People who are candidates for total hip arthoplasty (also known as hip replacement surgery) have usually be living in some pain for some time. Living with that kind of pain has an effect on practically every aspect of one's life. Including sex.
In fact for people living with chronic pain sex is often one of the first things to go.
Not that the desire to have sex disappears. For people who enjoy sex and think about it a lot, it doesn't. But the physical experience of pain and discomfort in your body simply makes having sex, alone or with a partner, seem less feasible and less enjoyable.
In one study, 64% of patients who were preparing for either hip or knee replacement reported physical problems related to sexual activity and 91% reported psychological issues which made sex difficult or undesirable.
Several studies have demonstrated the benefits of total hip replacement on sexual satisfaction and sexual function. Even so, it is a topic that surgeons rarely bring up with patients before or after surgery.
In a 2004 survey of members of the American Association of Hip and Knee Surgeons, 80% of surgeons reported rarely or never talking with patients about sexual activity following hip replacement surgery. Of the surgeons who did talk about it, 96% said they spent five minutes or less on the subject.
This may be partly the result of the doctors own discomfort with the topic. But part of the problem is how little research there is on the actual mechanics of hip function during sexual activities.
A 2013 study, the first of it's kind, used motion capture technology specifically to address this gap in knowledge.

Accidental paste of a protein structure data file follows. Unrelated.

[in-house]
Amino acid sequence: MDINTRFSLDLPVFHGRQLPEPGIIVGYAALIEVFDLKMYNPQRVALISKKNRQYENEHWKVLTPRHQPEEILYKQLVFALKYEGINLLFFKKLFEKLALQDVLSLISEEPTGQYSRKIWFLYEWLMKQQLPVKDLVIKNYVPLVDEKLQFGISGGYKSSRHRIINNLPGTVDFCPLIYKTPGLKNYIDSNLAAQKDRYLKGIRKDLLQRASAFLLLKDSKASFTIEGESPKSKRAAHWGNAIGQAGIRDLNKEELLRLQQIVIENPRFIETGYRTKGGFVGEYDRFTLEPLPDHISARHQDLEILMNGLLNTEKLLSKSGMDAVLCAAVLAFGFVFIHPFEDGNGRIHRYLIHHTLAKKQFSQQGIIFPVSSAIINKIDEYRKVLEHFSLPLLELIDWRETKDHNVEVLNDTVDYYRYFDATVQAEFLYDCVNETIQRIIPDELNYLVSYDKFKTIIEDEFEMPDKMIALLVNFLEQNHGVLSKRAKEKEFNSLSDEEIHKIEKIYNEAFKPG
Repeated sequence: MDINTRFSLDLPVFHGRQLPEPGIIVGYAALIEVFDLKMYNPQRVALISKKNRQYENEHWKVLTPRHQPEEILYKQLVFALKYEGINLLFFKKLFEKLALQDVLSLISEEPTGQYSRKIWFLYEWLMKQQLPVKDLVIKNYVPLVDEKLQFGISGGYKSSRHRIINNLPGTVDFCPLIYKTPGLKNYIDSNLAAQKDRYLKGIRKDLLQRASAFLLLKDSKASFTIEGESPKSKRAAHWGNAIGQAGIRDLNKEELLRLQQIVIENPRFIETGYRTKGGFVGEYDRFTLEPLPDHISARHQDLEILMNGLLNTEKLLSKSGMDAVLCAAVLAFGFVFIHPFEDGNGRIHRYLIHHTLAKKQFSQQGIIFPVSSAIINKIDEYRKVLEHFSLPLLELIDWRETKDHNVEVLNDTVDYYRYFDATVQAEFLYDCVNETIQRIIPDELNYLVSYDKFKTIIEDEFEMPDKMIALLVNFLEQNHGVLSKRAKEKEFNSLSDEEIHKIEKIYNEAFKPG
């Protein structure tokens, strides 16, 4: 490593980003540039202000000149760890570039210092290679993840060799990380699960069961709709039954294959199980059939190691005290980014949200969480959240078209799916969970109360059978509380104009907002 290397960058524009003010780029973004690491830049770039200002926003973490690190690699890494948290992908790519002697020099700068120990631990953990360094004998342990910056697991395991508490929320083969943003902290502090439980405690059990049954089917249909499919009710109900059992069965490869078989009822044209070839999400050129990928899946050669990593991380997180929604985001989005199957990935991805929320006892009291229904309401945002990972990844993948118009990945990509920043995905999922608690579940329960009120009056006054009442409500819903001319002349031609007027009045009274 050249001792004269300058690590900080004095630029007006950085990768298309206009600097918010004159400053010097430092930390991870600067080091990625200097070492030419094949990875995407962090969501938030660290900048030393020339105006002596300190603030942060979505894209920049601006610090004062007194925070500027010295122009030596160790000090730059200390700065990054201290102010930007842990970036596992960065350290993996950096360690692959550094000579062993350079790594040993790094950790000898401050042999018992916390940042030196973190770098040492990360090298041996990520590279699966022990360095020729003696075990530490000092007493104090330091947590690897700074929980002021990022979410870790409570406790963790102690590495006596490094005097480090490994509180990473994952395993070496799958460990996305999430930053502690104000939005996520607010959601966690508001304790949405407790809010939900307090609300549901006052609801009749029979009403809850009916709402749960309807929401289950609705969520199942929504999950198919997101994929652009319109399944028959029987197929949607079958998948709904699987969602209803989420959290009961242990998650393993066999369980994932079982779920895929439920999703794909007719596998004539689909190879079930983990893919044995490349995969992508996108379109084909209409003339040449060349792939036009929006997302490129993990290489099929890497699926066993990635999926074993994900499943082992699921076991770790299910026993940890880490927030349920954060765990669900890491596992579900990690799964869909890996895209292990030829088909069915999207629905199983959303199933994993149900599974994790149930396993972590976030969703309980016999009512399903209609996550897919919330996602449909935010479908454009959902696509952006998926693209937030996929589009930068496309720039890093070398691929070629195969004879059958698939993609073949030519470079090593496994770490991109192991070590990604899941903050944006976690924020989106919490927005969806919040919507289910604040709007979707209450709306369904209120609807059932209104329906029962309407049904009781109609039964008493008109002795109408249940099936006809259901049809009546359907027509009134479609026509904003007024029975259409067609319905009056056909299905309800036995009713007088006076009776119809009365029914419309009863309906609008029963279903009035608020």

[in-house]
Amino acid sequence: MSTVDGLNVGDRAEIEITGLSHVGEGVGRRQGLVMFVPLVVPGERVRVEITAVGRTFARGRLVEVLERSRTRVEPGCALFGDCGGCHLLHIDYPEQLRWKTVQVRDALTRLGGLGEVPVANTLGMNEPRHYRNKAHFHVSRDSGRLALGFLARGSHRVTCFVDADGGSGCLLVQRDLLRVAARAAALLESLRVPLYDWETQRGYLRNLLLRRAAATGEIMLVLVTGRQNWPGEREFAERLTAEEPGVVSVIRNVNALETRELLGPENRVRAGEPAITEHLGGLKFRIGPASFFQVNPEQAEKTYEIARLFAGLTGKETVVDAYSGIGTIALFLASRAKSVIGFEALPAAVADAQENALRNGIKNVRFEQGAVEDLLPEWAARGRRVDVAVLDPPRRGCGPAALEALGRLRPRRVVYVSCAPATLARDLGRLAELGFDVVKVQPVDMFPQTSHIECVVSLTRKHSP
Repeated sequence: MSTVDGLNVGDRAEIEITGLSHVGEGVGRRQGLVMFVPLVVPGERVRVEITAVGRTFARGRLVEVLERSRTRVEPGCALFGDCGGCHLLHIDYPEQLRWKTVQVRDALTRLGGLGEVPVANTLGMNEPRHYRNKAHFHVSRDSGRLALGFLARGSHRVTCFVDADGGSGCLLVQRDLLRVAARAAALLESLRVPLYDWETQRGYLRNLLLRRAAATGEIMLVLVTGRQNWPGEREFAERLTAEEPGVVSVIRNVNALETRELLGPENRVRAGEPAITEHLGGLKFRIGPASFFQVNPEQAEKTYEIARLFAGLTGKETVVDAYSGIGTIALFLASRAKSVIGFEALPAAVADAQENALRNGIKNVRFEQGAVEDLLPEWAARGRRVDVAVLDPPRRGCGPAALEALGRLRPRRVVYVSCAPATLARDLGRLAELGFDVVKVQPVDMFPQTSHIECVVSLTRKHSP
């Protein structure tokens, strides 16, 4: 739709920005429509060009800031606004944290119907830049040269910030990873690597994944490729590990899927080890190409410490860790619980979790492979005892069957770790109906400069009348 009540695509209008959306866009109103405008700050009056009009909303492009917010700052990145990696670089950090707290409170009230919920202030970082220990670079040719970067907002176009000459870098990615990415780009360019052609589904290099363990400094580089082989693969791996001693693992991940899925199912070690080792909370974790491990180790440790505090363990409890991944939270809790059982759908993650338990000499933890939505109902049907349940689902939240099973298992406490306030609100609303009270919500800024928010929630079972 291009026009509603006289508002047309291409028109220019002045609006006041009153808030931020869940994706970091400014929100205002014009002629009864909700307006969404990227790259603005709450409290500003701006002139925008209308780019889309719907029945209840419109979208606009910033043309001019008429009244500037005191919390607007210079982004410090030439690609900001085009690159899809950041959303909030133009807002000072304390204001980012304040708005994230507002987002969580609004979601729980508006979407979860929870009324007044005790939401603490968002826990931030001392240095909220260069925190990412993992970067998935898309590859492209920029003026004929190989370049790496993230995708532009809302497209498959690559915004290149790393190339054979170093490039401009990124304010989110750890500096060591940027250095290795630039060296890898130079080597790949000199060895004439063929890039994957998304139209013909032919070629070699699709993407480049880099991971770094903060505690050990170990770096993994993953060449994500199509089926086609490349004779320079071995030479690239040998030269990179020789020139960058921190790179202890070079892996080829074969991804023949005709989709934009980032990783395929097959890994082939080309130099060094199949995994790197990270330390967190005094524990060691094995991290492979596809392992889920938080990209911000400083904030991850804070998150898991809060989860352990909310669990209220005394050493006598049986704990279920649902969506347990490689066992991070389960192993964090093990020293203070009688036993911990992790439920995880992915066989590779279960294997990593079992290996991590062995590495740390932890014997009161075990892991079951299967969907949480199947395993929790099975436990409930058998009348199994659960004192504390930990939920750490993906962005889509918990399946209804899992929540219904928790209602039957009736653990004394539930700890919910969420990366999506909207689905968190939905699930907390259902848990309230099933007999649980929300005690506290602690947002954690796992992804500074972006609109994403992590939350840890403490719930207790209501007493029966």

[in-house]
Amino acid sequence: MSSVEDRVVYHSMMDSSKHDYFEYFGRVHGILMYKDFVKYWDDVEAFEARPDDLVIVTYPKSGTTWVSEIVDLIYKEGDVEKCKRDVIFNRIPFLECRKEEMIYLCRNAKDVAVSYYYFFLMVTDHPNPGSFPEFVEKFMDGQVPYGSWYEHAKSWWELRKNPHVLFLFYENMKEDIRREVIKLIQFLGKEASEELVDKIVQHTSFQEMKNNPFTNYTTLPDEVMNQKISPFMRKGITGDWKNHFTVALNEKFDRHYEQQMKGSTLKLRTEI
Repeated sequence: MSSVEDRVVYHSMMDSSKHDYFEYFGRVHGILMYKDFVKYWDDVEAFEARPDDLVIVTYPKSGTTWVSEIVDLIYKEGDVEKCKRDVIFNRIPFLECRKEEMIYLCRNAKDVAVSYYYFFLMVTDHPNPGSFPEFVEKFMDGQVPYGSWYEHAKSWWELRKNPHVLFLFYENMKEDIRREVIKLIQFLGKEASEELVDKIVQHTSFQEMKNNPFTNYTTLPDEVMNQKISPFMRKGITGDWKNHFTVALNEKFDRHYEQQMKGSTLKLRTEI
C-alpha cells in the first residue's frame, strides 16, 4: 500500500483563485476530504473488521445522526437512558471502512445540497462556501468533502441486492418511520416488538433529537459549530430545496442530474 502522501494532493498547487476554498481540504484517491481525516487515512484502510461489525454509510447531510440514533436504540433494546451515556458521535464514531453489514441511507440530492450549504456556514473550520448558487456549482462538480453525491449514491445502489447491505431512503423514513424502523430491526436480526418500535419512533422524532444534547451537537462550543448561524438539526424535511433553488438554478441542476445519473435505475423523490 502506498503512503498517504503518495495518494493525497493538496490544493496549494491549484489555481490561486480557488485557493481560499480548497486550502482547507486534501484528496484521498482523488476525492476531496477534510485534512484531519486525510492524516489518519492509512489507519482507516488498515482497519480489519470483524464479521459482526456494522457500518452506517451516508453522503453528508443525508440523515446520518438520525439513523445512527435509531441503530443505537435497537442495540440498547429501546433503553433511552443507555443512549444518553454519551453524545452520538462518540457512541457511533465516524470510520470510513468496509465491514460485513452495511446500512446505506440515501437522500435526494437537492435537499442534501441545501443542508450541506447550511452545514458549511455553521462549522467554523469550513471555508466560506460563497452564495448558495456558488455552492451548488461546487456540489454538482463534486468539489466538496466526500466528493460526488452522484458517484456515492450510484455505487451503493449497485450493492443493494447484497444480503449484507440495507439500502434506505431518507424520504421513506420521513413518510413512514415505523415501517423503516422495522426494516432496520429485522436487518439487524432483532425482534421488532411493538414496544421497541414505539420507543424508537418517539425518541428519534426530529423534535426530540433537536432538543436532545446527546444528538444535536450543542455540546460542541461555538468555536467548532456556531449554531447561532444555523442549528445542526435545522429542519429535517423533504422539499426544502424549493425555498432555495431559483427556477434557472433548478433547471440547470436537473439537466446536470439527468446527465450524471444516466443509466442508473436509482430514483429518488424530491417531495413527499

The researchers began by creating digital 3D models of the hip joints of two volunteers. They then had the two simulate twelve common sexual positions while using motion capture technology. This allowed them to watch in minute detail the movements involved in each position and how the hips are involved. Using computer algorithms they were able to make initial assessments about which positions would be best for people who have had hip replacement.
The authors are quick to point out that this is an exploratory study at best, relying on limited data. But given that such information has never been captured before, it's a huge step toward providing information to both doctors and patients that will support healthy and pleasurable sex after hip replacement.
In their study they only considered sex positions for intercourse between a man and a woman. But Caecilia Charbonnier, the first author of the study, has said that the results are valid with couplings of different gender configurations. What matters isn't so much the gender of the person, but which partner is doing the penetrating and which partner has had hip replacement surgery.
In the image above (which can be found full size in the published paper) recommended positions are marked with a green check, ones that are not have a red "x".
Instead of reading the pink as female and blue as male, we can understand each position to demonstrate which partner is being penetrated and which partner is doing the penetration. A text description of each of the recommended positions is below. The numbers in brackets refer to the positions in the diagram above.